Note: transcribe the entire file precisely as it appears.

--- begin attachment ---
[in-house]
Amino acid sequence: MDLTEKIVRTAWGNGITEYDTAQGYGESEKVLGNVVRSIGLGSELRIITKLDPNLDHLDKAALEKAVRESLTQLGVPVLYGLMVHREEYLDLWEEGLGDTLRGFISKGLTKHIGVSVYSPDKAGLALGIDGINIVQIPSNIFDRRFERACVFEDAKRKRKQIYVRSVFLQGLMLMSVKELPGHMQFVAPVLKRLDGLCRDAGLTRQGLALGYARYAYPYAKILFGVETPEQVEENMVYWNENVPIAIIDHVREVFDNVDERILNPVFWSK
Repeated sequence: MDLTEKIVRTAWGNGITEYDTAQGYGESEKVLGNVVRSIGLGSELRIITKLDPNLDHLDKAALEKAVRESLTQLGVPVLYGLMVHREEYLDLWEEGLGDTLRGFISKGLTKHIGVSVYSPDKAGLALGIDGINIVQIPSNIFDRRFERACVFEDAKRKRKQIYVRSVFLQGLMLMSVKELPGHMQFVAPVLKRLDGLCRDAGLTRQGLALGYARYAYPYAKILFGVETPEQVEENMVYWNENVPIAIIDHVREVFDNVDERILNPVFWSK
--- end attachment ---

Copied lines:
[in-house]
Amino acid sequence: MDLTEKIVRTAWGNGITEYDTAQGYGESEKVLGNVVRSIGLGSELRIITKLDPNLDHLDKAALEKAVRESLTQLGVPVLYGLMVHREEYLDLWEEGLGDTLRGFISKGLTKHIGVSVYSPDKAGLALGIDGINIVQIPSNIFDRRFERACVFEDAKRKRKQIYVRSVFLQGLMLMSVKELPGHMQFVAPVLKRLDGLCRDAGLTRQGLALGYARYAYPYAKILFGVETPEQVEENMVYWNENVPIAIIDHVREVFDNVDERILNPVFWSK
Repeated sequence: MDLTEKIVRTAWGNGITEYDTAQGYGESEKVLGNVVRSIGLGSELRIITKLDPNLDHLDKAALEKAVRESLTQLGVPVLYGLMVHREEYLDLWEEGLGDTLRGFISKGLTKHIGVSVYSPDKAGLALGIDGINIVQIPSNIFDRRFERACVFEDAKRKRKQIYVRSVFLQGLMLMSVKELPGHMQFVAPVLKRLDGLCRDAGLTRQGLALGYARYAYPYAKILFGVETPEQVEENMVYWNENVPIAIIDHVREVFDNVDERILNPVFWSK